objurgation was our Word of the Day on 12/10/2016. Hear the podcast!
Examples of objurgation in a sentence
particularly humiliating for the general was the White House's objurgation of his misguided and unauthorized attempt at enunciating foreign policy
Did You Know?
Objurgation traces to Latin objurgare ("to scold or blame"), which was formed from "ob-" ("against") and "jurgare" ("to quarrel" or, literally, "to take to law" - in other words, "to bring a lawsuit"). "Jur-" in Latin means law, and there are several English words related to "objurgation" that have legal implications, including "perjury," "abjure," "jurisprudence," and even "injury." But despite its etymological connection to the law, the word objurgation carries no legal weight. It refers to nothing more than an unusually harsh or severe scolding.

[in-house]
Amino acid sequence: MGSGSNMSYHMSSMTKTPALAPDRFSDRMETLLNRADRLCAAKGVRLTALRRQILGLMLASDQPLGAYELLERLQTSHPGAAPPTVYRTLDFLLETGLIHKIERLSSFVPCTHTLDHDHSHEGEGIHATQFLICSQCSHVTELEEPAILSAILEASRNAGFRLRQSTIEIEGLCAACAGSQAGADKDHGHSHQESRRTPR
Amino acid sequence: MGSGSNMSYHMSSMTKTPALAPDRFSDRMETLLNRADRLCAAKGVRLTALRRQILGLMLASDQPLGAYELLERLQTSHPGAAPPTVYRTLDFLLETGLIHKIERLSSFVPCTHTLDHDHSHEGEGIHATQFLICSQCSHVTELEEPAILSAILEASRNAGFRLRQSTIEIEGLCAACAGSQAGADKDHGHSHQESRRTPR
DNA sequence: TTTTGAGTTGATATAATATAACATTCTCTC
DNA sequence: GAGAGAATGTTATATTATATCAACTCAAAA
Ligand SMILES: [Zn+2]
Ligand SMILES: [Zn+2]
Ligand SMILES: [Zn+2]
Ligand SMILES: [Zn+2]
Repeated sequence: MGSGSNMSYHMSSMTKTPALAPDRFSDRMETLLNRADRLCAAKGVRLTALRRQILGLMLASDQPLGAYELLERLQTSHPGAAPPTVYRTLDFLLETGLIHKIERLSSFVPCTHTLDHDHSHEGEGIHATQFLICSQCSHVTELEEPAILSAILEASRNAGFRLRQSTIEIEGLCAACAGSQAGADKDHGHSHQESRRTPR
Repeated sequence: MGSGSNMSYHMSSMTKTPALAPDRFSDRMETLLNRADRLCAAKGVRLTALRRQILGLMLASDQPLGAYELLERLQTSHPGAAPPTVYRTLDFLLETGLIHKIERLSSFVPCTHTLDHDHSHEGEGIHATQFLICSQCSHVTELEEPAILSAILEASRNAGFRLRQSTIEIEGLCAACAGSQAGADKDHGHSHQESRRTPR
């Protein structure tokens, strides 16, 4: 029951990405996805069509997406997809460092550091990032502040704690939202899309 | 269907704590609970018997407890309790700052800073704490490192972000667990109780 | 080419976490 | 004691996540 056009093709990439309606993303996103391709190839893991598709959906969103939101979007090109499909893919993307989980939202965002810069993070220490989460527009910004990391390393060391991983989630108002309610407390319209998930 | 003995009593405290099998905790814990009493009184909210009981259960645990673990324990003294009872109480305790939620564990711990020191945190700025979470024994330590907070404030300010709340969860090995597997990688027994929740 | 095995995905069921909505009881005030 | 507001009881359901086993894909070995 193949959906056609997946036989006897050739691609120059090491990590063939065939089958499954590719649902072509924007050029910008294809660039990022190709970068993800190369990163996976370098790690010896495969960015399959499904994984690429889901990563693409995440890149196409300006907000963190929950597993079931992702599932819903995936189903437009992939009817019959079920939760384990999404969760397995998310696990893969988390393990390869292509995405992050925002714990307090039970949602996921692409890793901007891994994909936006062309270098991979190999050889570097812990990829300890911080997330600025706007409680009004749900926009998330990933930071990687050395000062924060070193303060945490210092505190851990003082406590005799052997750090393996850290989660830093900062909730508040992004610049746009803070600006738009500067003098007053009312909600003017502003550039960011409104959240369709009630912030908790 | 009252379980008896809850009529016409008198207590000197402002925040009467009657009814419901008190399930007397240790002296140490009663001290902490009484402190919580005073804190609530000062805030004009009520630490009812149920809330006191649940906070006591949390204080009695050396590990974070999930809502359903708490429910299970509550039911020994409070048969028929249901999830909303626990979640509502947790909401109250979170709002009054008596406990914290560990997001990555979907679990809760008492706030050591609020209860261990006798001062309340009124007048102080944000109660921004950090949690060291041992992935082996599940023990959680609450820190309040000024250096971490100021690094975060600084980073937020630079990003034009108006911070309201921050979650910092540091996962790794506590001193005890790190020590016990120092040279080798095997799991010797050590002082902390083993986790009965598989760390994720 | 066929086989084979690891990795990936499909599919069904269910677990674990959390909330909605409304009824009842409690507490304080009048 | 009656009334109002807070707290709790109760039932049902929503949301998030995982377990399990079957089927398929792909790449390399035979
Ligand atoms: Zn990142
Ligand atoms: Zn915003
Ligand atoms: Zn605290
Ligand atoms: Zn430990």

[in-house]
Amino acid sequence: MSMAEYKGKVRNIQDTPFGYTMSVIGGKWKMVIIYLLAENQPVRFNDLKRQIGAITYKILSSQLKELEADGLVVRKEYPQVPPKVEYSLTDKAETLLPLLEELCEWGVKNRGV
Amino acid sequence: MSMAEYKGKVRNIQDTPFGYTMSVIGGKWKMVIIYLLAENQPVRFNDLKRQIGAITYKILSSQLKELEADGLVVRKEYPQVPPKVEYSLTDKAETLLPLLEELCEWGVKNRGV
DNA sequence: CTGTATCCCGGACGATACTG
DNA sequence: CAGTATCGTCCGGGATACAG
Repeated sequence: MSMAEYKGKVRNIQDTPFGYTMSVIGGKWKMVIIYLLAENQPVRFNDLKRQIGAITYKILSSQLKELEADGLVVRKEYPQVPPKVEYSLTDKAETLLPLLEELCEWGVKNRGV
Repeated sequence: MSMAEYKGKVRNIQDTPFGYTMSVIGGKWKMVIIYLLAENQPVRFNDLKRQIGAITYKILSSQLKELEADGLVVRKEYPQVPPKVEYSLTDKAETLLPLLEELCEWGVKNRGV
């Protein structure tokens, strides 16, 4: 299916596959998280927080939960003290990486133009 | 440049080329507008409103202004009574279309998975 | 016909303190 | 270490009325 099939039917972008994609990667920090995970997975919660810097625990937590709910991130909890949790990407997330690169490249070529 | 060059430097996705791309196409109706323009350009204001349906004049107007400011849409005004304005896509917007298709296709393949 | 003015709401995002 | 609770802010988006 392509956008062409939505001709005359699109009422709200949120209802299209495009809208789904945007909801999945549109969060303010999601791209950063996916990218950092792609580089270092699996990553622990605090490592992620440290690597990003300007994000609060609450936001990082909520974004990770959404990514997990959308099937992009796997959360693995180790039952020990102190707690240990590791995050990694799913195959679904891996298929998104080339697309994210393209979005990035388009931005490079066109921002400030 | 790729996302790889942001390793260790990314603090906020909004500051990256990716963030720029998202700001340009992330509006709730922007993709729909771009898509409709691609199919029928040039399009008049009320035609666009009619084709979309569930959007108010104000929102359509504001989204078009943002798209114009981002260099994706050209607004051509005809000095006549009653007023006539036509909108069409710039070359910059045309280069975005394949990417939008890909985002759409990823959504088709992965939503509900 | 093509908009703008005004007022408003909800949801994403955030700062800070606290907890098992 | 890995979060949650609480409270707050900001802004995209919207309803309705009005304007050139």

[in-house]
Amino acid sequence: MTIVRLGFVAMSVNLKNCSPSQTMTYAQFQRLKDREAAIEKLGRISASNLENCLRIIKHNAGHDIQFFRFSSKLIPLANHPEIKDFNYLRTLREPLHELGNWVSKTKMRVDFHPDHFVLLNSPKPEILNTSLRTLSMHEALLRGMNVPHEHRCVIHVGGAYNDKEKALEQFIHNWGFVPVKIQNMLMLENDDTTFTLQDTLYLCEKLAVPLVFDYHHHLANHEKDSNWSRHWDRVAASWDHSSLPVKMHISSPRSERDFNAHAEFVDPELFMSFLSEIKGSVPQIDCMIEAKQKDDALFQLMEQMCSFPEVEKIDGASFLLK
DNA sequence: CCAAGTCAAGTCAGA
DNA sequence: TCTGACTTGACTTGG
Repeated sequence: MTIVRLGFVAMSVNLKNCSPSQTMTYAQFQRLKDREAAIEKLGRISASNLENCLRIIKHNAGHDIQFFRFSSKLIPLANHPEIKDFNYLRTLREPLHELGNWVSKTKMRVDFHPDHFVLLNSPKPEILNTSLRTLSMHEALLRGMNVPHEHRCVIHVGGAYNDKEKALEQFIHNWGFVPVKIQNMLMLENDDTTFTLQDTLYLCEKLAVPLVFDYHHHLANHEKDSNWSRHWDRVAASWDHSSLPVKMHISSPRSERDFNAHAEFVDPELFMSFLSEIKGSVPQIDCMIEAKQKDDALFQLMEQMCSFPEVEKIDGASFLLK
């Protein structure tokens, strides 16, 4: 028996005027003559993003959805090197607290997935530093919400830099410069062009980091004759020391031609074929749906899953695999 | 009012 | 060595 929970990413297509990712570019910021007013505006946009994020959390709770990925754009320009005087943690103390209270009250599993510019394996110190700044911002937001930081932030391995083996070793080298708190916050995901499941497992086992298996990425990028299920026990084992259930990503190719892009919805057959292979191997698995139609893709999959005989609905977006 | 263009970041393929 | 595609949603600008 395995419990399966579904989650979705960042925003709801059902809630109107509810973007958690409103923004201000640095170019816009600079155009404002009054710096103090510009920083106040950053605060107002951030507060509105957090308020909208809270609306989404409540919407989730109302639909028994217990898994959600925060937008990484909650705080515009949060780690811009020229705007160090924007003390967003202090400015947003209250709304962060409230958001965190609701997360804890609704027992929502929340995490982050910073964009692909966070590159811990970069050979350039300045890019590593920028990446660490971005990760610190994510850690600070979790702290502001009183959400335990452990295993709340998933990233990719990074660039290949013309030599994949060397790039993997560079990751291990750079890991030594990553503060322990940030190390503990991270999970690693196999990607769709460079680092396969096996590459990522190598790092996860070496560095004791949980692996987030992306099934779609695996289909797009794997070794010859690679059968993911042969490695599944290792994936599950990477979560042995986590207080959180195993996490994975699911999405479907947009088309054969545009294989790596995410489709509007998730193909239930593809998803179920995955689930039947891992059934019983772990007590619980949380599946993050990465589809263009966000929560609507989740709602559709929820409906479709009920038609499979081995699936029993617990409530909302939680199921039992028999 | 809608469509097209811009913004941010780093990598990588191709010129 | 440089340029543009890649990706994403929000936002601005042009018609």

Origin and Etymology of objurgation
Middle English objurgacyon, from Medieval French or Latin; Medieval French objurgation, from Latin objurgation-, objurgatio, from objurgare to scold, blame, from ob- against + jurgare to quarrel, literally, to take to law, from jur-, jus law + -igare (from agere to lead) — more at ob-, just, agent
First Known Use: 15th century
Learn More about objurgation
Thesaurus: All synonyms and antonyms for objurgation
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